€1m energy facility constructed metres from damaged reactor that spewed radioactive cloud across Europe

A solar energy plant will begin operating within weeks at the site of the Chernobyl disaster.

The €1m (£889,000) facility, capable of powering a small town, has been built in Ukraine at ground zero of the worst nuclear accident in history.

The one-megawatt plant, fitted with 3,800 photovoltaic panels across an area the size of two football pitches, sits just 100 metres from the gargantuan steel “sarcophagus” that was placed over Chernobyl’s damaged reactor two years ago to lock in remaining fallout.

The defective reactor’s explosion in 1986 spewed a radioactive cloud over much of Europe and left large swathes of Ukraine and Belarus uninhabitable. The meltdown directly killed 31 people but is thought to have led to thousands more deaths.

About 115,000 people were evacuated from a 1,000-square-mile exclusion zone, turning the town of Pripyat, where the plant’s workers once lived, into a ghostly ruin of deteriorating apartment buildings.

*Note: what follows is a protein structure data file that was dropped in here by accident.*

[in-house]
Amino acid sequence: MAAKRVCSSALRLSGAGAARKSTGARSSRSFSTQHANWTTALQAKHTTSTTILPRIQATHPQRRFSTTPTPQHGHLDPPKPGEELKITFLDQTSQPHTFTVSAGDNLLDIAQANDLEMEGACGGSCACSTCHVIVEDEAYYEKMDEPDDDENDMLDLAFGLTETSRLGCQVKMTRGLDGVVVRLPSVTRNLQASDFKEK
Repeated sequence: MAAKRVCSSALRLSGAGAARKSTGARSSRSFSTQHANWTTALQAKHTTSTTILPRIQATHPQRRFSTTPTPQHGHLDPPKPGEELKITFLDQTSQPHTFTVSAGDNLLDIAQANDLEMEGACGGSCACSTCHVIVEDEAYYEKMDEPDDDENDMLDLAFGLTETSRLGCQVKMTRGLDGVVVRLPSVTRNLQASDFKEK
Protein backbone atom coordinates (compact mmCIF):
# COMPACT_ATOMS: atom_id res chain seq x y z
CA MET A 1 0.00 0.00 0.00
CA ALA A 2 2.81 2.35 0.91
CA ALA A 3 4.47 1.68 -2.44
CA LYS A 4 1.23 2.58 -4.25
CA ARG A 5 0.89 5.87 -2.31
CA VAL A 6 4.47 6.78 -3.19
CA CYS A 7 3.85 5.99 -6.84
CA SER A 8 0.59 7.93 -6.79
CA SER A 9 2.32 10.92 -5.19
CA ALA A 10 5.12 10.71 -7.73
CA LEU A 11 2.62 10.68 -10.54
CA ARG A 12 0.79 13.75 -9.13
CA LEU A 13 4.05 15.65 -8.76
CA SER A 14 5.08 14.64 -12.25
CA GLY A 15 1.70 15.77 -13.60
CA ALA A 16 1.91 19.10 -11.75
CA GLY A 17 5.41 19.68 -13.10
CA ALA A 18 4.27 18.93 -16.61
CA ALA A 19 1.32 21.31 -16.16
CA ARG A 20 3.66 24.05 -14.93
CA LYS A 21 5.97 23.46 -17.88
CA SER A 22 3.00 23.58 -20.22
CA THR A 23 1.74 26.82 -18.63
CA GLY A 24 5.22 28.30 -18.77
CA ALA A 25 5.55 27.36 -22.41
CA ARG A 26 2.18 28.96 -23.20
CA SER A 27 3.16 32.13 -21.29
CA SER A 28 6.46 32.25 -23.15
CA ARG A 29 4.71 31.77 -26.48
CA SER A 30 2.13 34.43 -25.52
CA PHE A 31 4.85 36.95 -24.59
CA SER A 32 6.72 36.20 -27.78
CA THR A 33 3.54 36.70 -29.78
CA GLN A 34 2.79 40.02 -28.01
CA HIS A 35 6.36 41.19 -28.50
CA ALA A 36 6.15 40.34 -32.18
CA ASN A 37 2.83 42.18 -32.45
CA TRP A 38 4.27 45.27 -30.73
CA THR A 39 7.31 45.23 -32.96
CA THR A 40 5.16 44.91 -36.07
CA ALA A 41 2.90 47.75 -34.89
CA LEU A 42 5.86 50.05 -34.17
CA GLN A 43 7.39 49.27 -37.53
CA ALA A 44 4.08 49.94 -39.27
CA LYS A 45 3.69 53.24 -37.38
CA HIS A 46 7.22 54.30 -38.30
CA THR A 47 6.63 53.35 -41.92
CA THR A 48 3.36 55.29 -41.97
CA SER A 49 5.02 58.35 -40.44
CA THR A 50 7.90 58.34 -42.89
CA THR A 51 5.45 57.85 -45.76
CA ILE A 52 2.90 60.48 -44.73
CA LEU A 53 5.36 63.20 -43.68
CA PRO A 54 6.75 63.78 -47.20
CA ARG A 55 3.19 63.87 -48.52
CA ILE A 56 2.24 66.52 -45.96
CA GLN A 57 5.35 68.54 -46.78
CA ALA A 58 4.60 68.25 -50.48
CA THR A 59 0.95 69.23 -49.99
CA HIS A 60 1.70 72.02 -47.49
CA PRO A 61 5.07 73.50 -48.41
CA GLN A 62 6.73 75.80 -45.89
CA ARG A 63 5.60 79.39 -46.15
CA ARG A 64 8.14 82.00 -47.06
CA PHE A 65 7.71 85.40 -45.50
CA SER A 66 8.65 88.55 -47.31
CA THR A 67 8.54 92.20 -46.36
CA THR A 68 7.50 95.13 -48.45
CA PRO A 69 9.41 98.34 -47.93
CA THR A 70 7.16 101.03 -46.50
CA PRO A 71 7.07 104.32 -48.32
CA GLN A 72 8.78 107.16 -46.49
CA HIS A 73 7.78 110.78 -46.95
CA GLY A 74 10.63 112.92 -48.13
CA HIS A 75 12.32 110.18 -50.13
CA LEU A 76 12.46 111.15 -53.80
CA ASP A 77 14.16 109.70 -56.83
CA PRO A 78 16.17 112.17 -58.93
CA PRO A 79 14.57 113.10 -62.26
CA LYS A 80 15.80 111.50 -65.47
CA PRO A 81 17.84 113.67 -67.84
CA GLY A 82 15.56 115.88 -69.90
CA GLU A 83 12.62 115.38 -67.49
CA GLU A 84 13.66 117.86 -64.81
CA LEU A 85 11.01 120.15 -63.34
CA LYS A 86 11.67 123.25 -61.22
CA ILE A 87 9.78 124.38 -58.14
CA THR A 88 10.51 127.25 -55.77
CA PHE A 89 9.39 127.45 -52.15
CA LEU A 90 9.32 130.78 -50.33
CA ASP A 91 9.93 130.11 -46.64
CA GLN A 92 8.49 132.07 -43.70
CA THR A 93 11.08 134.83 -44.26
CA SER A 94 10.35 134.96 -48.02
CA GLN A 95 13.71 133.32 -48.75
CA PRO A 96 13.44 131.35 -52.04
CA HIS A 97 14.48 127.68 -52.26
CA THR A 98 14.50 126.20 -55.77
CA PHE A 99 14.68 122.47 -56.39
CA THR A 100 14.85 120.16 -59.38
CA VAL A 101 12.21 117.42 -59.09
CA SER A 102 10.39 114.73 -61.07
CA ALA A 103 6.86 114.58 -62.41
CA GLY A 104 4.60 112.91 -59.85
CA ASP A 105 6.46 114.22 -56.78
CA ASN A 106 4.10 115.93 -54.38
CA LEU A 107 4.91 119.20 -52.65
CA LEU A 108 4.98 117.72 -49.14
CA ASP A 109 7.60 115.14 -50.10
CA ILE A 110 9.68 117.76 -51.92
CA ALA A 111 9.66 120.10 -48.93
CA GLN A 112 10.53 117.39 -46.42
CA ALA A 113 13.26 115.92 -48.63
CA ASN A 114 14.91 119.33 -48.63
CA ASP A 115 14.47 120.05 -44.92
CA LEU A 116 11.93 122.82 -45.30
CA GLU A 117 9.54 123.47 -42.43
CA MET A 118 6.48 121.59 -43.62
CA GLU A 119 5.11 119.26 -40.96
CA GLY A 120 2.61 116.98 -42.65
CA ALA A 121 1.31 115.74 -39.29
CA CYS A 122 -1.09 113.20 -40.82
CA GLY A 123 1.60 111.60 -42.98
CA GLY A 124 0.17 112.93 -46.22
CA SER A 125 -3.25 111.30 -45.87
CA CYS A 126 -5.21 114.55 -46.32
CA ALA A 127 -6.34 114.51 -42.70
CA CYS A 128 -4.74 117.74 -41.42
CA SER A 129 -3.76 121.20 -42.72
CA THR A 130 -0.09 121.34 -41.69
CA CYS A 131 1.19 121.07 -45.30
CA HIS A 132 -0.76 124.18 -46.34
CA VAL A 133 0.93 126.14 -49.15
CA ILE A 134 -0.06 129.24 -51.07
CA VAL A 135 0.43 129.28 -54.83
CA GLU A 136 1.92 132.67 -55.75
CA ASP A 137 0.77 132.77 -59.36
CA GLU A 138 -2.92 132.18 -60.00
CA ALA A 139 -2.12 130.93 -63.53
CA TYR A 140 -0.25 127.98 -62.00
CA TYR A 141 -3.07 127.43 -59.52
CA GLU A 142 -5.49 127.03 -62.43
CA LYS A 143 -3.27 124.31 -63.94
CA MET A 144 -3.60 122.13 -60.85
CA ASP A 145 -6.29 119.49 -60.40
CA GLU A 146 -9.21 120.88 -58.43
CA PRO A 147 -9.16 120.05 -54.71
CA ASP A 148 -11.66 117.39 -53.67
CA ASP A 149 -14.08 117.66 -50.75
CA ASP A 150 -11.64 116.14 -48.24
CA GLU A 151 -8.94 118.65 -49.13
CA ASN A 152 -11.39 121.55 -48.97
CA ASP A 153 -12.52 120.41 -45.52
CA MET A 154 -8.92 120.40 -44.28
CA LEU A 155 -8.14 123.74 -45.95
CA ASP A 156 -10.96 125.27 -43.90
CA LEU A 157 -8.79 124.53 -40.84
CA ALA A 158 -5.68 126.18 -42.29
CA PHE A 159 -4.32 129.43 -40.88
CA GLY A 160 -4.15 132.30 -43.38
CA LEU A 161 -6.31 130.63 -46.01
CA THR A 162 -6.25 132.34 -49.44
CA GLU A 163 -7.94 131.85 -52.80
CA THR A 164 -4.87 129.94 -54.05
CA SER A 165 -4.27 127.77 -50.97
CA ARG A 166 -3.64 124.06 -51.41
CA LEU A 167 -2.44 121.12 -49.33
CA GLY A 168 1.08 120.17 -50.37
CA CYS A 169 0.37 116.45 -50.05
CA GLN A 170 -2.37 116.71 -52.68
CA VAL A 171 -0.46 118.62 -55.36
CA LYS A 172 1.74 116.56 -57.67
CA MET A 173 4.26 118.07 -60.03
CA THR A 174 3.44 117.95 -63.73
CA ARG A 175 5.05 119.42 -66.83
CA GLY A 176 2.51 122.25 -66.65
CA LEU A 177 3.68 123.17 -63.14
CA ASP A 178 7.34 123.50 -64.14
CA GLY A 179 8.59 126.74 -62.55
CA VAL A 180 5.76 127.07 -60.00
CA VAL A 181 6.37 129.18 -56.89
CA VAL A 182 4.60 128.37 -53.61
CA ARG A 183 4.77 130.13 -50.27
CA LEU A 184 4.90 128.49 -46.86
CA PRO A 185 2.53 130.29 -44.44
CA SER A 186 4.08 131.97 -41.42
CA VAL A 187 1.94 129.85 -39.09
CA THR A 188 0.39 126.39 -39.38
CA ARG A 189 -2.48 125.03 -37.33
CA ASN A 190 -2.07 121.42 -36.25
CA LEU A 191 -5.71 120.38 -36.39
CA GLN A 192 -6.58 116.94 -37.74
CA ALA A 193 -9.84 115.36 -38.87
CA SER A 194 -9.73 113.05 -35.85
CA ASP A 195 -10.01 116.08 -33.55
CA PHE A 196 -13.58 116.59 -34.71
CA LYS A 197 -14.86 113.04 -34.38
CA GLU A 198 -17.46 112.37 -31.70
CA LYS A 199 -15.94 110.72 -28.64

The solar plant’s panels have been fixed to concrete slabs rather than installed in the ground as drilling and digging of region’s the still-contaminated soil is strictly forbidden.

“This solar power plant can cover the needs of a medium-sized village,”  Yevgen Varyagin, head of Solar Chernobyl, the Ukranian-German company behind the project, told AFP. The company already operates a 4.2-megawett plant in neighbouring Belarus, which falls within the radiation zone.

The new plant is one of 60 proposals lodged with authorities since the Ukrainian government made land around Chernobyl available for solar power developments.

The site is already connected to the power grid because of its infamous nuclear plant.

Energy companies and Ukrainian authorities have looked to make use of the swathe of land around the disaster site after the damaged reactor’s new steel shelter was heaved into place in 2016, vastly reducing dangerous emissions.

“Bit by bit we want to optimise the Chernobyl zone,” Mr Varyagin told Bloomberg last year. “It shouldn’t be a black hole in the middle of Ukraine.”

Source: Independent.co.uk by Chris Baynes